Rodney Reed was scheduled to die Nov. 20, but after large public outcry and media attention, the Court of Criminal Appeals in Texas stopped the execution and ordered the consideration of new evidence Nov. 15.
Remy Lebel, a junior sociology major, organized a rally to free Rodney Reed Nov. 17. About 20 students gathered at the Attallah Piazza with colored markers and posters. The students sat in the piazza making posters with phrases like “#FreeRodneyReed,’’ “#BlackLivesMatter,” “Don’t leave this up to Kim K!” and “#notoallwhitejury.”
“When I heard about this case, I thought it was really messed up. The least I could do was host something locally to spread awareness and support for Rodney’s family,” Lebel said.
Lebel is one out of over 100 people who have planned rallies through The Action PAC, a political action committee that supports candidates who target racism and bigotry. Rallies are being held all over the country including Austin, Texas, Washington, D.C., New York City, Detroit, Michigan, among many others. Rodney Reed was convicted of the murder of Stacy Stites 23 years ago, but has maintained his position of innocence. Reed claimed that he and Stites had an affair at the time of her murder, as his DNA was found on her body. He was arrested based on the DNA tests. But new evidence has come to light, including a statement from Arthur Snow, a former inmate, who said Jimmy Fennell, Stites’ fiance at the time, confessed to killing her.
Kim Kardashian, who has been advocating for prison reform, took to Instagram Nov. 16 to speak about the case.
“Today, I had the honor of meeting #RodneyReed in person and the privilege of sitting with him when he got the news that the highest court in Texas had issued a stay of execution and remanded the case back to the trial court for further consideration,” Kardashian’s post read. “Words cannot describe the relief and hope that swept over the room in that moment. That hope had been building over the last few weeks around Rodney’s case.”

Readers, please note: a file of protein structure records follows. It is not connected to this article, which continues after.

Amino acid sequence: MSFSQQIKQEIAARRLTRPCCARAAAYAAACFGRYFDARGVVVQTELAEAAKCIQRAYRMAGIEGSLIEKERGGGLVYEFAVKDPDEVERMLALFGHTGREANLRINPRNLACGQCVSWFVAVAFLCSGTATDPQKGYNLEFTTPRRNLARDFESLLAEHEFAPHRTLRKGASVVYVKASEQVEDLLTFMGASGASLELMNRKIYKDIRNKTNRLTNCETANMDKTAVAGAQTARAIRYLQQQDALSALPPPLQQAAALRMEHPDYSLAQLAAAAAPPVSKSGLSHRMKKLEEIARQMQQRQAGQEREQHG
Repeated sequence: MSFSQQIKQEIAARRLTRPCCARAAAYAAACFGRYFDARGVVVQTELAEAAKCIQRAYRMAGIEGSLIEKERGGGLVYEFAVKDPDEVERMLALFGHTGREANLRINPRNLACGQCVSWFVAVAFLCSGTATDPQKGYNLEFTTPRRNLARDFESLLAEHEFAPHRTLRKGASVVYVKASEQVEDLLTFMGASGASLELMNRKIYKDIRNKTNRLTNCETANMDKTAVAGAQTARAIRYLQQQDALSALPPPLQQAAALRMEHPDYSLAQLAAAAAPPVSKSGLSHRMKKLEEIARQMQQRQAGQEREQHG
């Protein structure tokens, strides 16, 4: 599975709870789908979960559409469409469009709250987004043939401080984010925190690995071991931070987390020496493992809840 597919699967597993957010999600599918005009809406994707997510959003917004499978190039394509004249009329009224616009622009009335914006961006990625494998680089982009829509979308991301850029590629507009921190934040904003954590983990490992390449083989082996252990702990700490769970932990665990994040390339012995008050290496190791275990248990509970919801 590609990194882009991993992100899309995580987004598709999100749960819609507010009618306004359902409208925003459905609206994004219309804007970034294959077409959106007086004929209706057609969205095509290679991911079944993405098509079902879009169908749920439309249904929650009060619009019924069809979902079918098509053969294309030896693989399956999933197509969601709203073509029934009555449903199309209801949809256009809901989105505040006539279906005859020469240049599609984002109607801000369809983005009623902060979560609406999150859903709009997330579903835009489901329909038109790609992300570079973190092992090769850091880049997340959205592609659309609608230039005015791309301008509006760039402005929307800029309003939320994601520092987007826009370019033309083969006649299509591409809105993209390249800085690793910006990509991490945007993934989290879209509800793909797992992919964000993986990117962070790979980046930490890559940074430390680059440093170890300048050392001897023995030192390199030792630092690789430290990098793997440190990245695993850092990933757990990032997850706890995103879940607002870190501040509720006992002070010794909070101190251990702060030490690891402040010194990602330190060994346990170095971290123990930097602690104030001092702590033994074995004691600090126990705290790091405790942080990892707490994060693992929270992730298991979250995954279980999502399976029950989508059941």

Summir Wilson, a senior creative writing major, attended the Chapman rally.
“This is not the only case there is a black man unjustly convicted and this is not the first time on death row that black men are being killed for no reason other than the color of their skin,” Wilson said. “It’s important that it comes to light to show the justice system is very racist and unjust to those who are not white.”
Wilson recalled The Central Park Five, who were wrongfully convicted for the rape of a woman in 1989.
“Black men always will be villainized and seen as a threat, starting from a young age,” Wilson said. “Black boys are seen as black before they are seen as a boy.”
After finishing the signs, the students walked around the Orange Plaza handing out posters with information about Reed’s case. As the students walked in the 90 degree weather handing out fliers, the students came across head-shaking pedestrians and stares at the “(Explicative) Racism” sign. A man came up to the students and began chanting “Trump, Trump, Trump,” as he walked past and kept on with his day. The students came back to campus and placed the signs in Argyros Forum on benches around campus and on the walls leading to the Lastinger parking structure. Wilson said she took part in the rally to encourage discussion on the topic, due to the lack of diversity on campus.
“To my experience, a lot of people don’t care about the things that happen outside of themselves,” Wilson said. “It’s important to raise awareness, because if you are not a person of color, it’s really easy to think racism doesn’t exist because you don’t experience it, but that is not the case. It happens all the time here and everywhere.”